PUBLIC-PRIVATE PARTNERSHIPS AND THE CONVERSATION ABOUT SOCIAL COHESION

 

The value of public-private partnerships should be flagged and, if done correctly, rigorously defended. BASA is a successful public-private partnership, which is supported by, and supports, both the public sector, i.e. the Department of Arts and Culture (DAC) and around 130 private sector members including the Johannesburg Stock Exchange and other big hitters. While it provides a partnership space, which is sometimes fractious, slow-moving and challenging, the value of the different sectors adds enormously to the conversation of social cohesion in society.

BASA is currently working with two of its stakeholders the DAC and the FirstRand Foundation on a project that seeks to address greater governance and the growth of fiduciary skills of Schedule 3A Boards in the creative sector. The project has been a long journey, taking over three years, but the first phase is now coming to a closure. The knowledge gained during the process has been as great as what the final outcome aims to be. The original award, which was described as an `innovation award`, aimed to develop a stronger partnership between sectors, with the goal of strengthening the sector (in this case the arts sector). Political shifts, unexpected changes in the original goal, research challenges, diverse needs from diverse partners (both stakeholders and service providers) saw the project changing shape like a hydra. What it required, and received, was a flexibility to include change, sometimes failure and re- imagining. What was successful was the desire of all parties to make a difference in our sector.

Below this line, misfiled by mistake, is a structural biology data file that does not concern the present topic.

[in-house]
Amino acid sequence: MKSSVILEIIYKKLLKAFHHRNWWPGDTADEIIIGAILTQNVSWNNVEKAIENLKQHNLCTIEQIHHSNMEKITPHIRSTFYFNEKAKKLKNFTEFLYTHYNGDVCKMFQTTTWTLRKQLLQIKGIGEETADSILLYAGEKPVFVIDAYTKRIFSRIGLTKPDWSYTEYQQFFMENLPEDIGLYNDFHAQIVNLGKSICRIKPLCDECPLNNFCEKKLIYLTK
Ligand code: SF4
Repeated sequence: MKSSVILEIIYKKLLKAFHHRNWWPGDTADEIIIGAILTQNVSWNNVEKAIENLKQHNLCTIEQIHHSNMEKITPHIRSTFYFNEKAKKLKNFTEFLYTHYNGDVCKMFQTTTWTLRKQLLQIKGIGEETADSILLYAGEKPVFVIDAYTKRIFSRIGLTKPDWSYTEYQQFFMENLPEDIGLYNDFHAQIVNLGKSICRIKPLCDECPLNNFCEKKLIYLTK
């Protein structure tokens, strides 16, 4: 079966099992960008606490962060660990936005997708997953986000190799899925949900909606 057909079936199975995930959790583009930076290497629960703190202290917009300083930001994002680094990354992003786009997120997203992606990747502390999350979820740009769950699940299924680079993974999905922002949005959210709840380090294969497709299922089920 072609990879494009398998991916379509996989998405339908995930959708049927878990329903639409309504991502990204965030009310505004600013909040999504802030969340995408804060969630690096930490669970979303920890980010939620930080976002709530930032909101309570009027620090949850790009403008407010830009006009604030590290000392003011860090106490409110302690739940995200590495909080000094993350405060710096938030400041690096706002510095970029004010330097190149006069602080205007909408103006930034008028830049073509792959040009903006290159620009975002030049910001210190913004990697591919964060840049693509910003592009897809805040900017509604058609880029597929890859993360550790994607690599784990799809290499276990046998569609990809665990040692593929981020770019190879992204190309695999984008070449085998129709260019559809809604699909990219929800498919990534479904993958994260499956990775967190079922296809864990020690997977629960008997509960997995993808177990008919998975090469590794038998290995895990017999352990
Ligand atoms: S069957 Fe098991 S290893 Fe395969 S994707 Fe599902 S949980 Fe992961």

As we come to the close of the first phase, the anchor and ballast has been the FirstRand Foundation. Their insistence that we all keep returning to the process of `design thinking` the need to reiterate the different goals of the project, to accept the failure of some, and then rework the process. Design thinking is extremely valuable as a problem-solving process, not simply for entrepreneurs, but also for the creative sector. The design thinking process includes the following stages: define, research, ideate, prototype, choose, implement, and learn. It accepts failure as simply a part of the process and, more importantly, as the space to transfer one`s gaze to other, often less visible, wins. It also highlights iteration and reiteration. Working with an excellent team, which included the Wits University Cultural Policy and Management team, and former Market Theatre CEO, Annabell Lebethe, as well as the Institute of Directors in Southern Africa (IoDSA), saw some real rewards in the process. Direct engagement with a team from the Department has also been extremely valuable, allowing us to constantly frame the project in relation to the real needs.

Perhaps what became most striking for me was the challenge for board members to balance absolute governance, the rigours of the Public Finance Management Act, or the PFMA, and the need to drive the mandate of the organisation – its ability to create change, equality, social cohesion, and work creation in the creative sector. It`s a balance that needs to remain equally weighted in the board education process. Indeed, we should uphold the creative minds as, `creativity will become one of the top three skills workers will need. With the avalanche of new products, new technologies and new ways of working, workers are going to have to become more creative in order to benefit from these changes,` according to the World Economic Forum. What strikes me too about this process, and I pull on my SA Tourism Board hat here, is the real need for us to start crossing sectors more deliberately. There is no doubt that culture, in particular, is both a progressive enabler and an opportunity to diversify – the need for it to cross sectors, to be active on diverse boards expands opportunities in education, tourism and more – promises to change the shape of our society. CF